Photo credit: Kelly Hill


In line with this argument is Dutch architect Thomas Rau's proposal which works to develop a public database of materials for reuse in existing buildings. He asks, What if we stopped knocking buildings down and instead created a "material passport" for every building? Digital records of the specific characteristics and value of every material in a construction project would make it easier for different parts to be recovered, recycled and reused. The Dutch government has now introduced tax incentives for developers who register material passports for their buildings, and it is considering making it a mandatory requirement for all new projects, in line with its ambition to achieve a circular economy by 2050.

Read the articles here:


The last Article is in fact a video and it is not actually about design at all. What UK philosopher Alain de Botton frames as "Work and Emotional Intelligence" sparks in us a kind of existential question about our profession and integrity as professionals and our desire for things as consumers.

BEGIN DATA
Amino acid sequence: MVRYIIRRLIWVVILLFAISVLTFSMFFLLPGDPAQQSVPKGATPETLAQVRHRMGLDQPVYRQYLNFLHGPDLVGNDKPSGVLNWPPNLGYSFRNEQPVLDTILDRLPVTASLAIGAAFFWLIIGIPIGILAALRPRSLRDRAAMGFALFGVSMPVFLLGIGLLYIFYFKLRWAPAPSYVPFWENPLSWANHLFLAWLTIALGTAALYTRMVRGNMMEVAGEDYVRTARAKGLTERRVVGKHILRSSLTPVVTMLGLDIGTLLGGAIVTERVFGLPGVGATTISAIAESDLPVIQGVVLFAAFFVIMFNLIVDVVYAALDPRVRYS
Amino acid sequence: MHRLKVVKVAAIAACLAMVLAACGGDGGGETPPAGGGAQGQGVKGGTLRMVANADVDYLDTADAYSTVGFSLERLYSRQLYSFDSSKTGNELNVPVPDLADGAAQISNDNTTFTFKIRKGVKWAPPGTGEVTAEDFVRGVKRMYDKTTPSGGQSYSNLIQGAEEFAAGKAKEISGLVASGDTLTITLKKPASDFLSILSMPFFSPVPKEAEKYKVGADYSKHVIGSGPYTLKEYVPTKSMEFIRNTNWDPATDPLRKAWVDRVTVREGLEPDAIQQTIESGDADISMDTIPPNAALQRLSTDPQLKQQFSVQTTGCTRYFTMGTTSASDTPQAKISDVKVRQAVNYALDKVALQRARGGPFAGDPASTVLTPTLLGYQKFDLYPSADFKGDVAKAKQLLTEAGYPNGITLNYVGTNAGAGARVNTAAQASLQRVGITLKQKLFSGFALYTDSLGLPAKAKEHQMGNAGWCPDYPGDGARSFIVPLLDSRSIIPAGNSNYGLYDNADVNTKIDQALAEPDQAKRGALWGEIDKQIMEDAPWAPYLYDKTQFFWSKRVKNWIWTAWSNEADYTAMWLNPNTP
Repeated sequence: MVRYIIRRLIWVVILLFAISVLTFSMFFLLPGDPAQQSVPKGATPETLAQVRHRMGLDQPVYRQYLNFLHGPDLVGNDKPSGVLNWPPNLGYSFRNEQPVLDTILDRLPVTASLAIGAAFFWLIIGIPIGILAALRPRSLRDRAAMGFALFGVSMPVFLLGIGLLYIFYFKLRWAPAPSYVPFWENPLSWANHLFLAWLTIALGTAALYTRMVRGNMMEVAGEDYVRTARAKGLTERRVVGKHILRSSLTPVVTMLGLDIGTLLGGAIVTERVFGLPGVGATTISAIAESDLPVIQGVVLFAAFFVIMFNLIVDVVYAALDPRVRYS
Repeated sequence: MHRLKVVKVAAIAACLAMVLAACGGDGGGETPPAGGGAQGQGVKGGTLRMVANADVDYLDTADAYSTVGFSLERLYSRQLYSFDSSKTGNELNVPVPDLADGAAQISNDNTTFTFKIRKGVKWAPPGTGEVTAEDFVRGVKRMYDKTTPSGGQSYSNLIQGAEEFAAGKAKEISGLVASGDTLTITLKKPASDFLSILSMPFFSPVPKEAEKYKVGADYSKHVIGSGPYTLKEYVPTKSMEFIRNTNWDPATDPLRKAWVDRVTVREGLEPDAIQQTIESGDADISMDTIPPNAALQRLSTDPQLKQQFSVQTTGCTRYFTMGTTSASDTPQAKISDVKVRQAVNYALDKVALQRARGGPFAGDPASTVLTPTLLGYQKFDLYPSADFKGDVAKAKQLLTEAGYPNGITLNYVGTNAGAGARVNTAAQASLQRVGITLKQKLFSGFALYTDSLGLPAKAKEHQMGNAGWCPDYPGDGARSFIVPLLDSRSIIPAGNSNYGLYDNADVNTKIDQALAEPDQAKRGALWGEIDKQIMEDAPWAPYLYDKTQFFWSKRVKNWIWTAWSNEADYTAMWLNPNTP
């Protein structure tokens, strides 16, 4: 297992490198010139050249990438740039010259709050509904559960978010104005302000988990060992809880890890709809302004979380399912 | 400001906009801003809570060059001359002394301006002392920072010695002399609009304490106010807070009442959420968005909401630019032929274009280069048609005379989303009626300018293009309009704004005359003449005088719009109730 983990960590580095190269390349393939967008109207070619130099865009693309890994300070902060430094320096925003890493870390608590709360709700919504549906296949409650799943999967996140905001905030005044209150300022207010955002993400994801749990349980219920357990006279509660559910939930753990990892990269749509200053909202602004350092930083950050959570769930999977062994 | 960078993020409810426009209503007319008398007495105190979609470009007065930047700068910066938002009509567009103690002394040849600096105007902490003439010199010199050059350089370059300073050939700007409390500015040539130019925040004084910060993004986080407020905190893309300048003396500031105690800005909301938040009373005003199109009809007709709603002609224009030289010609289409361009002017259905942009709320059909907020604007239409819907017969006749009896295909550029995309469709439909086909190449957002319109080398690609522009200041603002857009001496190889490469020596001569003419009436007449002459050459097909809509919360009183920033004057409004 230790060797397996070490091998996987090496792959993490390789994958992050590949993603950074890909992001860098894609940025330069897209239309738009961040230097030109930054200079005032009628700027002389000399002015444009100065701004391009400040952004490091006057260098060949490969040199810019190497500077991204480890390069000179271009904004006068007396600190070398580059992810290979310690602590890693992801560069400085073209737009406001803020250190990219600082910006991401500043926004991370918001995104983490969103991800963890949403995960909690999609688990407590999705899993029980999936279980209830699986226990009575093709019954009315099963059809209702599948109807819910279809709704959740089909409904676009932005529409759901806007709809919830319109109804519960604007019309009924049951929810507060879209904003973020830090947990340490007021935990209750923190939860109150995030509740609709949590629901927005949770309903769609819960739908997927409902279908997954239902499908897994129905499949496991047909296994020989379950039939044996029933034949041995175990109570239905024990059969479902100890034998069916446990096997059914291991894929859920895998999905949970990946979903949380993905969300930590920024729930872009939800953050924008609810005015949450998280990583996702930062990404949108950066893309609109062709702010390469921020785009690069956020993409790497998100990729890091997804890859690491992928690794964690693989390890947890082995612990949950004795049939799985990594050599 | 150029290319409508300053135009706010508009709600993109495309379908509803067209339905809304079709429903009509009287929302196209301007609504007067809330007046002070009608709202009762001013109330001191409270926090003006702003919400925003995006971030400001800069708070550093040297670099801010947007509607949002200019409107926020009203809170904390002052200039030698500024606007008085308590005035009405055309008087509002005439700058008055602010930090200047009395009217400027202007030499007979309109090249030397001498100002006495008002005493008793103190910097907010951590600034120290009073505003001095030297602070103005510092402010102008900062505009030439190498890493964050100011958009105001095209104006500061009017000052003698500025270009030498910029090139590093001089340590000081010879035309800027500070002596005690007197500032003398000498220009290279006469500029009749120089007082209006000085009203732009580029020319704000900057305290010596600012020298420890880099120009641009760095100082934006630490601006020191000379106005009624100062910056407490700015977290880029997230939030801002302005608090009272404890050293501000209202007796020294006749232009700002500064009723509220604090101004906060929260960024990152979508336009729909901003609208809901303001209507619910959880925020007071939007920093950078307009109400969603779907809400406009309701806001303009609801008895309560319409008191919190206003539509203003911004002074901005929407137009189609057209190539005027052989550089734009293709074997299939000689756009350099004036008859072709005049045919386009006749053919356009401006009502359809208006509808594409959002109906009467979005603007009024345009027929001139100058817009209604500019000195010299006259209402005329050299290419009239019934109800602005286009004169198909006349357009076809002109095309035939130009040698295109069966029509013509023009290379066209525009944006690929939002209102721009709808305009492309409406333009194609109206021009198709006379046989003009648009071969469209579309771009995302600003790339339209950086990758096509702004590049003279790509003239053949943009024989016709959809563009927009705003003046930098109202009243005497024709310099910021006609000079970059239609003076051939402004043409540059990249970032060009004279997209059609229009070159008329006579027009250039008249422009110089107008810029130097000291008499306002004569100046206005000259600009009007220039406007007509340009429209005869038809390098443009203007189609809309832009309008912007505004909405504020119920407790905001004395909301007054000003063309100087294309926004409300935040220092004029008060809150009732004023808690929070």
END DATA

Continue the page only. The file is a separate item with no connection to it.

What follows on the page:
We would posit that the most sustainable thing that we can do as Designers is reframe the question around desire. Sure, we could (and certainly should) work to reduce the impacts of the designs we produce. But maybe we should also be re-inventing ourselves as creators of meaning. Maybe people do not need more things? Maybe what they need is something else to fill their longings? De Botton argues that, for the past hundred years we have been trying to convince people that commercial products can solve their emotional needs. That their insecurities can be filled with luxury purses, that their loneliness can be remedied with social media and their hunger satiated with Uber eats. But this may be misleading. Maybe those needs can be more directly answered without producing physical things?

Botton's video sets-up the backdrop of a capitalist, consumer economy and what is driving people to change it:




We leave you with this thought.  Maybe the future of design is to better understand what people really need to be happy? To repackage their true desires so that they can fulfil them without consuming. That true sustainability is creating less things while still filling people's needs.